The Benefits of Failure

A few weeks ago, Peter Lindberg wrote about maximizing learning on his Tesugen.com weblog:

Learning is important in software projects, so how do we maximize learning? In Tom and Mary Poppendieck's Lean Development: An Agile Toolkit ... they say something about the level of learning in scientific experiments — that it peaks when the success rate is about 50 percent. I don't remember whether they quoted some study about this, but it sure feels right to me that a balance between success and failure would increase learning. You need some friction.

That caught my attention, because I'd read a related idea the night before, in a classic article that was reprinted in the January 2003 issue of Harvard Business Review. In that article, "Pygmalion in Management," J. Sterling Livingston says that people's motivation and productivity are highest when the boss's expectations are both realistic and achievable. What does Livingston mean by "realistic and achievable?" This:

Research ... has demonstrated that the relationship of motivation to expectancy varies in the form of a bell-shaped curve.

The degree of motivation and effort rises until the expectancy of success reaches 50%, then begins to fall even though the expectancy of success continues to increase. No motivation or response is aroused when the goal is perceived as being either virtually certain or virtually impossible to attain.

I've heard similar ideas in other places. For example, in Becoming a Technical Leader , Jerry Weinberg says:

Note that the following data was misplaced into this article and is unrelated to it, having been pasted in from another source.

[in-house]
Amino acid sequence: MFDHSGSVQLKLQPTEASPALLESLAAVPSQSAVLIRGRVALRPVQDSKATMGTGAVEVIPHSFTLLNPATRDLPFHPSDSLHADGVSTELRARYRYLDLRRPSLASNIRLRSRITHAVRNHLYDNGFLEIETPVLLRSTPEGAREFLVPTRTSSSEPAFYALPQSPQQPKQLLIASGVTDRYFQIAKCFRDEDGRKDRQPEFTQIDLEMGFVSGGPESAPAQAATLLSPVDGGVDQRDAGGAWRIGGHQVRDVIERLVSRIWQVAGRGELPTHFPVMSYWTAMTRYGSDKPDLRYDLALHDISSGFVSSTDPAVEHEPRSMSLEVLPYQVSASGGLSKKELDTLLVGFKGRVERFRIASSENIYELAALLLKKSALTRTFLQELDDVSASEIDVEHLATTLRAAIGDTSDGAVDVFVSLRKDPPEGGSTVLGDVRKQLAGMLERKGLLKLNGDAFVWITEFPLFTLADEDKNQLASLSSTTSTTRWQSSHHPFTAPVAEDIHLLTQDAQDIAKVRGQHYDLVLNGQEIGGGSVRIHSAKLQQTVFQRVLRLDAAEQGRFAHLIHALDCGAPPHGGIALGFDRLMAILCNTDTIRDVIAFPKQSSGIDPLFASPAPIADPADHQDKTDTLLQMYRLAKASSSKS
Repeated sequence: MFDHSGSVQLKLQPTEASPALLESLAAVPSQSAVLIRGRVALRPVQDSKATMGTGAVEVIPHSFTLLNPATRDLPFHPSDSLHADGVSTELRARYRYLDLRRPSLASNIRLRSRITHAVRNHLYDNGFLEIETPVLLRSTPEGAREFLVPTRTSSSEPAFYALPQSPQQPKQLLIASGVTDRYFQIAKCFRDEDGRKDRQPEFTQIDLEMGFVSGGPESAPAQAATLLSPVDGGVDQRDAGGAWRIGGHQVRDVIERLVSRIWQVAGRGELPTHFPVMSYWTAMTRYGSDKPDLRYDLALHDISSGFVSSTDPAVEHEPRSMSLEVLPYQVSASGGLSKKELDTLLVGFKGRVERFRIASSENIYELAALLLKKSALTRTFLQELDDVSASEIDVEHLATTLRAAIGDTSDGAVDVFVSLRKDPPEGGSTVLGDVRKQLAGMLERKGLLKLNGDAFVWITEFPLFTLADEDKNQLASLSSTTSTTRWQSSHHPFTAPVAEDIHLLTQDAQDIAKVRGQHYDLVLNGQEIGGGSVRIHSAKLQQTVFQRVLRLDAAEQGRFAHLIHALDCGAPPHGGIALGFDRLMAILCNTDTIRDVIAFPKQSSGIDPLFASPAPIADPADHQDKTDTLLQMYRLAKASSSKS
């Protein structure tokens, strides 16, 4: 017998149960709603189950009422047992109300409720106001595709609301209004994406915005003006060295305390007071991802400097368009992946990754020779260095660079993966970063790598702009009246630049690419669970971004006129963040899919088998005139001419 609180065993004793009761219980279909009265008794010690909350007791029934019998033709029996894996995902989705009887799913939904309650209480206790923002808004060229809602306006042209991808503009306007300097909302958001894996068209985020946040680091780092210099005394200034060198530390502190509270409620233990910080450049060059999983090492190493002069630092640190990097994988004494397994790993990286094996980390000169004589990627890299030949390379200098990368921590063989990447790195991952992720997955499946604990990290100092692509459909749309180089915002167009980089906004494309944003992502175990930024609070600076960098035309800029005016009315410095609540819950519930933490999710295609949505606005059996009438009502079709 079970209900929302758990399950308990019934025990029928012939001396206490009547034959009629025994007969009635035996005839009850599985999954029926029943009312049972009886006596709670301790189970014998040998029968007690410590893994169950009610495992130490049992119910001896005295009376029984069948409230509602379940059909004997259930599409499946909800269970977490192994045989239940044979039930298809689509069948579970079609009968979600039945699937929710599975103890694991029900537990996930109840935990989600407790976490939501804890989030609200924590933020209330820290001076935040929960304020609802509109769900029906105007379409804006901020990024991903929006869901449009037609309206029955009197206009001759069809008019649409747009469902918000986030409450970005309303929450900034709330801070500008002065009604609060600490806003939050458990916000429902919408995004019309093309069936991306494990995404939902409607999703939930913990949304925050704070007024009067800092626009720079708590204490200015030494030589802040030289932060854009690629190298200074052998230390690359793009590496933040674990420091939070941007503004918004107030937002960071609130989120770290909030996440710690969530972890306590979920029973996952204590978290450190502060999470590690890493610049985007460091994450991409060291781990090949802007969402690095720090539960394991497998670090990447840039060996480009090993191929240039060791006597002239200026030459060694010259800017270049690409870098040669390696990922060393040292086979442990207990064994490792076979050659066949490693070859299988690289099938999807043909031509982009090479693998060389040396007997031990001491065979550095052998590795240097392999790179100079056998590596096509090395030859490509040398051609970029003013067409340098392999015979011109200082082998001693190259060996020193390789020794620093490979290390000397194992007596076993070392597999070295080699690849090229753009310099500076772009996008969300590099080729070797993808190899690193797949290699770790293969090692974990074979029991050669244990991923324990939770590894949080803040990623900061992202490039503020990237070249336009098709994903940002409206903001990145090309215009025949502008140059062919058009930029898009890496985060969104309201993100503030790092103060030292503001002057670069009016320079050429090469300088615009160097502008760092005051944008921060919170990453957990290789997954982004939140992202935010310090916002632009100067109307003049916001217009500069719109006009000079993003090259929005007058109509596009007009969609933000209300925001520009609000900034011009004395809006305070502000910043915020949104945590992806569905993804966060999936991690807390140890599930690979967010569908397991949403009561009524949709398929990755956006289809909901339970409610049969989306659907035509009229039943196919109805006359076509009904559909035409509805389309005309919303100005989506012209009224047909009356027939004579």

In order to climb [in skill], you must leave the sure footing, letting go of what you already do well and possibly slipping downward into a ravine. If you never let go of what you already do well, you may continue to make steady progress, but you'll never get off the plateau. (p 40)

A certain amount of failure, it seems, is necessary for learning, motivation, and productivity. So I'm wondering" In addition to motivation and learning, what other qualities might benefit from failure? What are the implications for us as individuals? As managers? As coaches? As leaders? As agents of change?

Experiment: Are there areas of your work or your life in which you almost always succeed? What do you learn from those successes? How motivated are you in those areas?

Experiment Are there areas in which you almost always fail? What do you learn from those failures? How motivated are you in those areas?

Experiment Are there areas in which you sometimes succeed and sometimes fail? What do you learn from those successes and failures? How motivated are you in those areas?

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